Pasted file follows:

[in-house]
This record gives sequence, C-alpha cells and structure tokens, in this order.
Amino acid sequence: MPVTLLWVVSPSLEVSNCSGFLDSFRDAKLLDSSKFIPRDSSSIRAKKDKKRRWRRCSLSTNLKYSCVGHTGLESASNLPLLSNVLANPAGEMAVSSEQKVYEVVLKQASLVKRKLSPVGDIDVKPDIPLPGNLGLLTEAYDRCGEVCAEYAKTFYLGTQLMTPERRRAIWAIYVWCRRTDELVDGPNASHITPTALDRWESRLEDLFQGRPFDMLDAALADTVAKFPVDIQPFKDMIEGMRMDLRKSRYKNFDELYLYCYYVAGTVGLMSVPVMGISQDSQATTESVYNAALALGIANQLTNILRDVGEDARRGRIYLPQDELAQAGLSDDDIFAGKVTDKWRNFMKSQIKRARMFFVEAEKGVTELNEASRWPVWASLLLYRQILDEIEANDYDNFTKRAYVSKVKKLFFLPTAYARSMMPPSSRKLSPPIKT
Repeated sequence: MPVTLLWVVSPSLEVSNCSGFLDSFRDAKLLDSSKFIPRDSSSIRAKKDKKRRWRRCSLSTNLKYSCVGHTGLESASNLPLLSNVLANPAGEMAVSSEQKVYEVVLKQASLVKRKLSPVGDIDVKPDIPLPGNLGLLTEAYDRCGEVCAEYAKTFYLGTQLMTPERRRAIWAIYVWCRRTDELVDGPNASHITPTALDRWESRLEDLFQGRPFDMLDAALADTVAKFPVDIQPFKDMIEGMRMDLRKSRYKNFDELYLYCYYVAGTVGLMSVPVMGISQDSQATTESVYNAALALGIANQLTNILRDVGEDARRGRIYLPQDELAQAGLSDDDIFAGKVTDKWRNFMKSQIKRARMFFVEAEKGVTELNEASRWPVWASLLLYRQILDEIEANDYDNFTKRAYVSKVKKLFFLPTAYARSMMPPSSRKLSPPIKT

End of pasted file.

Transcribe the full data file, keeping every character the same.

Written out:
[in-house]
This record gives sequence, C-alpha cells and structure tokens, in this order.
Amino acid sequence: MPVTLLWVVSPSLEVSNCSGFLDSFRDAKLLDSSKFIPRDSSSIRAKKDKKRRWRRCSLSTNLKYSCVGHTGLESASNLPLLSNVLANPAGEMAVSSEQKVYEVVLKQASLVKRKLSPVGDIDVKPDIPLPGNLGLLTEAYDRCGEVCAEYAKTFYLGTQLMTPERRRAIWAIYVWCRRTDELVDGPNASHITPTALDRWESRLEDLFQGRPFDMLDAALADTVAKFPVDIQPFKDMIEGMRMDLRKSRYKNFDELYLYCYYVAGTVGLMSVPVMGISQDSQATTESVYNAALALGIANQLTNILRDVGEDARRGRIYLPQDELAQAGLSDDDIFAGKVTDKWRNFMKSQIKRARMFFVEAEKGVTELNEASRWPVWASLLLYRQILDEIEANDYDNFTKRAYVSKVKKLFFLPTAYARSMMPPSSRKLSPPIKT
Repeated sequence: MPVTLLWVVSPSLEVSNCSGFLDSFRDAKLLDSSKFIPRDSSSIRAKKDKKRRWRRCSLSTNLKYSCVGHTGLESASNLPLLSNVLANPAGEMAVSSEQKVYEVVLKQASLVKRKLSPVGDIDVKPDIPLPGNLGLLTEAYDRCGEVCAEYAKTFYLGTQLMTPERRRAIWAIYVWCRRTDELVDGPNASHITPTALDRWESRLEDLFQGRPFDMLDAALADTVAKFPVDIQPFKDMIEGMRMDLRKSRYKNFDELYLYCYYVAGTVGLMSVPVMGISQDSQATTESVYNAALALGIANQLTNILRDVGEDARRGRIYLPQDELAQAGLSDDDIFAGKVTDKWRNFMKSQIKRARMFFVEAEKGVTELNEASRWPVWASLLLYRQILDEIEANDYDNFTKRAYVSKVKKLFFLPTAYARSMMPPSSRKLSPPIKT